Bittersweet Father's Day for those facing deportation - 19 Action News|Cleveland, OH|News, Weather, Sports

Bittersweet Father's Day for those facing deportation

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St. Casimir's Church in Cleveland St. Casimir's Church in Cleveland
Ricardo Ramos and his family Ricardo Ramos and his family
Luis Nicasio Padilla and his family Luis Nicasio Padilla and his family
Ricardo Ramos and his family Ricardo Ramos and his family
CLEVELAND, OH (WOIO) -

Ricardo Ramos says the rosary inside St. Casimir's Church in Cleveland.  He is giving thanks today that his dad is here in with his family for Father's Day, but that could soon change.

"He'll be here for Father's Day.  I want one more year," says Ramos.

Ramos' dad, Ricardo Ramos Senior, has a job doing landscaping and is fighting deportation.  He doesn't speak very good English, so his children speak for him.  This is a day that's bittersweet.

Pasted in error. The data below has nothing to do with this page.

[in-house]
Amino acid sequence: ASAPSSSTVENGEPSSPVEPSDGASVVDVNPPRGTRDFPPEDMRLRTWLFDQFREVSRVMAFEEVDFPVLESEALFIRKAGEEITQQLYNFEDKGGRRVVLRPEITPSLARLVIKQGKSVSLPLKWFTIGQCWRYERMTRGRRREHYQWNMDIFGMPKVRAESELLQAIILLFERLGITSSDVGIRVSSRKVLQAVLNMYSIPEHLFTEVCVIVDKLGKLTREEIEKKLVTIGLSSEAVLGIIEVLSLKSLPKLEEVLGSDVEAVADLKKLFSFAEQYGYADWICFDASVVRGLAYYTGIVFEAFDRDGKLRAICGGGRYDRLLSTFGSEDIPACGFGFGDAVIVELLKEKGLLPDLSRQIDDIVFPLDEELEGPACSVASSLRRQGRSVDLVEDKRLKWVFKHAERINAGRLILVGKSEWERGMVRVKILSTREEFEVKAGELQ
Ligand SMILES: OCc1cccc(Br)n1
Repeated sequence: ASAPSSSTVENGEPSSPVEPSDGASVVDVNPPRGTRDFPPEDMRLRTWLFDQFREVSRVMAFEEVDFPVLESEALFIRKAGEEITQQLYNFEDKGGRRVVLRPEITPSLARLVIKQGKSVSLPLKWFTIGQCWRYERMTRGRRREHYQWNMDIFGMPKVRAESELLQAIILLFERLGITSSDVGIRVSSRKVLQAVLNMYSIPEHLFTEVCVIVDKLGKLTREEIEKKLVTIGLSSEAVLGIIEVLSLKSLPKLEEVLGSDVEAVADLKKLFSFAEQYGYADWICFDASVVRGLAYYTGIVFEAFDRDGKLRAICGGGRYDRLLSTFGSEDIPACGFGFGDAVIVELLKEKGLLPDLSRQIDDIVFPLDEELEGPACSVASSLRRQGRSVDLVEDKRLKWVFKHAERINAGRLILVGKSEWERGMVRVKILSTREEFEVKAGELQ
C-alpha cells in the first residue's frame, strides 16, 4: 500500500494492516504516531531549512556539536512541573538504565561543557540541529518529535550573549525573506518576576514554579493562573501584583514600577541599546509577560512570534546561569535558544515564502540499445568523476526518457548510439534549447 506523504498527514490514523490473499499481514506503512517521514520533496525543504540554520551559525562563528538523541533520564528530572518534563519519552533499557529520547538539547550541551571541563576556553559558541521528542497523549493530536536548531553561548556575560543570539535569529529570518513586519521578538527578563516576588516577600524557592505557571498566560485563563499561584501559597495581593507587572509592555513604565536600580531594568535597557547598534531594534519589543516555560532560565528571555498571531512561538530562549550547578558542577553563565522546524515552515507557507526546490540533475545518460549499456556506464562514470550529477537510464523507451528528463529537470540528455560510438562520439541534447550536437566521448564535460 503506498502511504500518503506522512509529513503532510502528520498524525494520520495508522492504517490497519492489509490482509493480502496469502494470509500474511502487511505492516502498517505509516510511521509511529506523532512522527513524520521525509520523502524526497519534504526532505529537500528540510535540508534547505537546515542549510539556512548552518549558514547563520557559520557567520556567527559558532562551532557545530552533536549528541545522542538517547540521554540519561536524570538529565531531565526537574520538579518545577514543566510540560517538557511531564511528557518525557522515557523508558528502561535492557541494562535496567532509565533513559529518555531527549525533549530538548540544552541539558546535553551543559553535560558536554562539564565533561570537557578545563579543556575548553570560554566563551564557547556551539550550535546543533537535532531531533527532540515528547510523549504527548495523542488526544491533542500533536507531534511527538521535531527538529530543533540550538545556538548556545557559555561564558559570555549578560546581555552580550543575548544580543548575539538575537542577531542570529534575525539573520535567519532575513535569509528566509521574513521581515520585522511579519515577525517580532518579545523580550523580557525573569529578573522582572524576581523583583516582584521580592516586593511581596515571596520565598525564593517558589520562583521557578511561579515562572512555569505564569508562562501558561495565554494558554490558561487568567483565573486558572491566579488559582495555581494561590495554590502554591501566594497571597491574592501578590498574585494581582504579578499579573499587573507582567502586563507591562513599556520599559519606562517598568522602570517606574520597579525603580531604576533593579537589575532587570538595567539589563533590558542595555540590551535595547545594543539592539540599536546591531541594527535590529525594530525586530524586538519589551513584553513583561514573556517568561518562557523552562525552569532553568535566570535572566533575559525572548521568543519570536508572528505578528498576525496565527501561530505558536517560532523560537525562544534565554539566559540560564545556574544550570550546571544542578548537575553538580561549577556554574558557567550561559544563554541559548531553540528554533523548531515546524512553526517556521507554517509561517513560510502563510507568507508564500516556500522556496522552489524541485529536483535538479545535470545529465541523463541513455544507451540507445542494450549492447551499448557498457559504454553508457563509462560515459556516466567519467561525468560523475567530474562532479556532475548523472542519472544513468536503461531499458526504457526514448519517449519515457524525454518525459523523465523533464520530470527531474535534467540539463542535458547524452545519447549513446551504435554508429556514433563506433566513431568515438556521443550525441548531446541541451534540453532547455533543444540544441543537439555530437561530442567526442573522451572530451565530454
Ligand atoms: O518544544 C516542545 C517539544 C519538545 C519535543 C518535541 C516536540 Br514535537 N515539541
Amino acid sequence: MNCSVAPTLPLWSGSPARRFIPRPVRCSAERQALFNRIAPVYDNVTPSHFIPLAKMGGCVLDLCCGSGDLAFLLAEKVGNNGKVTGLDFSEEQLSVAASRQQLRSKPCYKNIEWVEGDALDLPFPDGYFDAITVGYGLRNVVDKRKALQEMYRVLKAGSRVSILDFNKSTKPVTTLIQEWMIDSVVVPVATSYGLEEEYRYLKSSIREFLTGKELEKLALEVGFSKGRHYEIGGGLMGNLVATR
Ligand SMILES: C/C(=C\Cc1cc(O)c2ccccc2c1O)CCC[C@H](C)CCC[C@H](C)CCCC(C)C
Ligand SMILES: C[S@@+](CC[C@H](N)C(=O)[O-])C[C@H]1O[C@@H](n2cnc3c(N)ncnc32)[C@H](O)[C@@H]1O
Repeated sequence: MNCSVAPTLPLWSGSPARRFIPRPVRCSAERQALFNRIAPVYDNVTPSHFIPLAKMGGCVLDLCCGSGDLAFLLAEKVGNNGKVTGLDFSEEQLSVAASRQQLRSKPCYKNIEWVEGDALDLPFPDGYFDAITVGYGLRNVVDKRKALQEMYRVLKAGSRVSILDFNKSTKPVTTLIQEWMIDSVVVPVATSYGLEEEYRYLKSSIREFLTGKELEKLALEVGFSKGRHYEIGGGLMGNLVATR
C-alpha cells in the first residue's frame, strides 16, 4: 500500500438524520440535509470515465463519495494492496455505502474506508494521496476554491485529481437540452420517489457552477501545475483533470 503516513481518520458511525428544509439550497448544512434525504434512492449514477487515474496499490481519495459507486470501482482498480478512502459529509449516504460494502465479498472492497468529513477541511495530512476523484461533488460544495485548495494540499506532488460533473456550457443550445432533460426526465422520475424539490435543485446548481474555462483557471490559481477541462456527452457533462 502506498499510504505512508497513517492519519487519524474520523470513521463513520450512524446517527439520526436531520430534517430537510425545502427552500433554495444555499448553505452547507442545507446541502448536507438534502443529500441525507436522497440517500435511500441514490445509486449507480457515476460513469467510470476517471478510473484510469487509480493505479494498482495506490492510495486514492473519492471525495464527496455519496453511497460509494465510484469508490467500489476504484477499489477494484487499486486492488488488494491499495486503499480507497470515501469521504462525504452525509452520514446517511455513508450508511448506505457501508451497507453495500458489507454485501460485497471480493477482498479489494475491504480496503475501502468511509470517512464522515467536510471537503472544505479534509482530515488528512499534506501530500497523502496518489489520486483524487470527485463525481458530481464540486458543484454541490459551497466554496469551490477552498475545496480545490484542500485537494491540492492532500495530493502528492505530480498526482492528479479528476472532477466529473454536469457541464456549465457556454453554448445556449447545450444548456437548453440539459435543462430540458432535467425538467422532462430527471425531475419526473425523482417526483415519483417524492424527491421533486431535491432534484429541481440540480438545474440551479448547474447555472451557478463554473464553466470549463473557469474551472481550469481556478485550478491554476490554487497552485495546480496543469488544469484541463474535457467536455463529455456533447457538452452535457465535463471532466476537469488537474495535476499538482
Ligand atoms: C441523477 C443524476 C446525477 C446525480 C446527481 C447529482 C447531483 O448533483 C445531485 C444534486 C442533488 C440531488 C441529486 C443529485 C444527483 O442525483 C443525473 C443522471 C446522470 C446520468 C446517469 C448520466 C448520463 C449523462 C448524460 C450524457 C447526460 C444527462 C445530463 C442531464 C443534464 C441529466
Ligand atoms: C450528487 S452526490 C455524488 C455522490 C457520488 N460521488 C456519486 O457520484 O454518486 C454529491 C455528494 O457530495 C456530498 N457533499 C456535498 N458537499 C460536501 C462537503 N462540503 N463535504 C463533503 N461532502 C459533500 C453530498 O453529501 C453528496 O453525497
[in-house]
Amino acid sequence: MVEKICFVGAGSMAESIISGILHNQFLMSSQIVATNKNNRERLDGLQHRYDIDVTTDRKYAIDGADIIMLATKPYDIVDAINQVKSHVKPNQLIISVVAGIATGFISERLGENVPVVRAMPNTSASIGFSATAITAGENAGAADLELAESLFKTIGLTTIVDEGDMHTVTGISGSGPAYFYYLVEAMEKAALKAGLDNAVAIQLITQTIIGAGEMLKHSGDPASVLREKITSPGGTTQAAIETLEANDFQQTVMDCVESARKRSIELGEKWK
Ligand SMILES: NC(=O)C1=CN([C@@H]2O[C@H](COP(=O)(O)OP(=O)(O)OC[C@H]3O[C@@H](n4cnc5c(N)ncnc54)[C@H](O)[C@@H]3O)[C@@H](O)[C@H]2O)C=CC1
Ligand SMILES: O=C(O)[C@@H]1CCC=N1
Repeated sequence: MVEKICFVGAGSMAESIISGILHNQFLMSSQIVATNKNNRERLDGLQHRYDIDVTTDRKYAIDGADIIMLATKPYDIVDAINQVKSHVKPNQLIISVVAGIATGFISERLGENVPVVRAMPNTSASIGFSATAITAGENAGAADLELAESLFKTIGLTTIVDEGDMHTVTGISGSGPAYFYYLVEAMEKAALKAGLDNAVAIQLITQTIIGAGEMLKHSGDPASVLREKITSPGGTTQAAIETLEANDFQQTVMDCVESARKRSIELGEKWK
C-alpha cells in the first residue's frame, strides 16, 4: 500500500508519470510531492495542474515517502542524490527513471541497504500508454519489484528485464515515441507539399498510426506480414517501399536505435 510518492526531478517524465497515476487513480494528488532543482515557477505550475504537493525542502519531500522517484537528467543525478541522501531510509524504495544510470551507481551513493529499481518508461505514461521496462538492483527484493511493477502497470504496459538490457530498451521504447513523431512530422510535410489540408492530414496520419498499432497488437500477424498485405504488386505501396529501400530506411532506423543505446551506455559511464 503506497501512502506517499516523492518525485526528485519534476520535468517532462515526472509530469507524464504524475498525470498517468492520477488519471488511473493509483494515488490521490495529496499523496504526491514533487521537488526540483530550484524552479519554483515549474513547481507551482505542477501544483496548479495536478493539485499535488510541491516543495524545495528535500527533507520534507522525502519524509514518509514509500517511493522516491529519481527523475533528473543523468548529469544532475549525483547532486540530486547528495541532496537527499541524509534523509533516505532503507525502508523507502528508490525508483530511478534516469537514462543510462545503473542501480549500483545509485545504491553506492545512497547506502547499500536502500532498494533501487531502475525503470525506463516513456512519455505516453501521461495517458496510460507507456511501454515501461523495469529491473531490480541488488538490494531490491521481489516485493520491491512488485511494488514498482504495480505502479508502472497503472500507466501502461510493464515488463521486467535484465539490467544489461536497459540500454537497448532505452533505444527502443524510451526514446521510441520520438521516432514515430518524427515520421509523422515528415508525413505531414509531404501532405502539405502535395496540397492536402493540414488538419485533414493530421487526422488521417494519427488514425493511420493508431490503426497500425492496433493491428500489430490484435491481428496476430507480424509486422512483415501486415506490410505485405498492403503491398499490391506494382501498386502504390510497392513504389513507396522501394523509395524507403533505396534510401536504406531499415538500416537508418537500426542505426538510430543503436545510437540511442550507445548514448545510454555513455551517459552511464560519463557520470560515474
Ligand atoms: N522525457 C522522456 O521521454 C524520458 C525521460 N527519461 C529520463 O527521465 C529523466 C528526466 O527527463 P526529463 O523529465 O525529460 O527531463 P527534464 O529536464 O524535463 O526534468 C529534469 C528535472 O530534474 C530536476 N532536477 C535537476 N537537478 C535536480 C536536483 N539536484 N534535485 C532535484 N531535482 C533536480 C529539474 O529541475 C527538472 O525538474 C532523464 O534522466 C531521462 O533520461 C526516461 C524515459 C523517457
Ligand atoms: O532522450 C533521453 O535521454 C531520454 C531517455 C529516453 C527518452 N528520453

"We are spending it with my dad as long as we can," says Michelle Ramos, Ramos' Daughter.

The parishioners of St. Casimir's Church and local activists have been doing their part to help Ramos stay here in the U.S.

Ramos' daughter starts to cry and leans into her father when she's asked if she's worried about what the future holds, but there is hope.  The Ramos family is actually here for a mass that's being said for Luis Nicasio Padilla and his family. 

Nicasio is also working here as a landscaper, has a wife and three small children.  He just got the best Father's Day gift ever.

"We are very happy that he is able to stay.  They granted him one more year.  Hopefully, we can get his situation fixed and he won't have to leave his three kids," says Dora Acosta, the mother of Nicasio's three children.

Since this extension was granted, many members of the Hispanic community say they feel drawn to St. Casimir's not only because of the church community's support, but also because they now believe a miracle took place.  

"We were so close, and it was a fight.  It was a miracle he was able to stay. They turned it around after being denied twice," adds Acosta.  

There's no talk of politics today - just prayers for the future of dads that want to be with their children. 

"It means a lot.  I lost my father when I was eight years old.   So my kids having their father here means a lot," says Acosta with tears in her eyes.  

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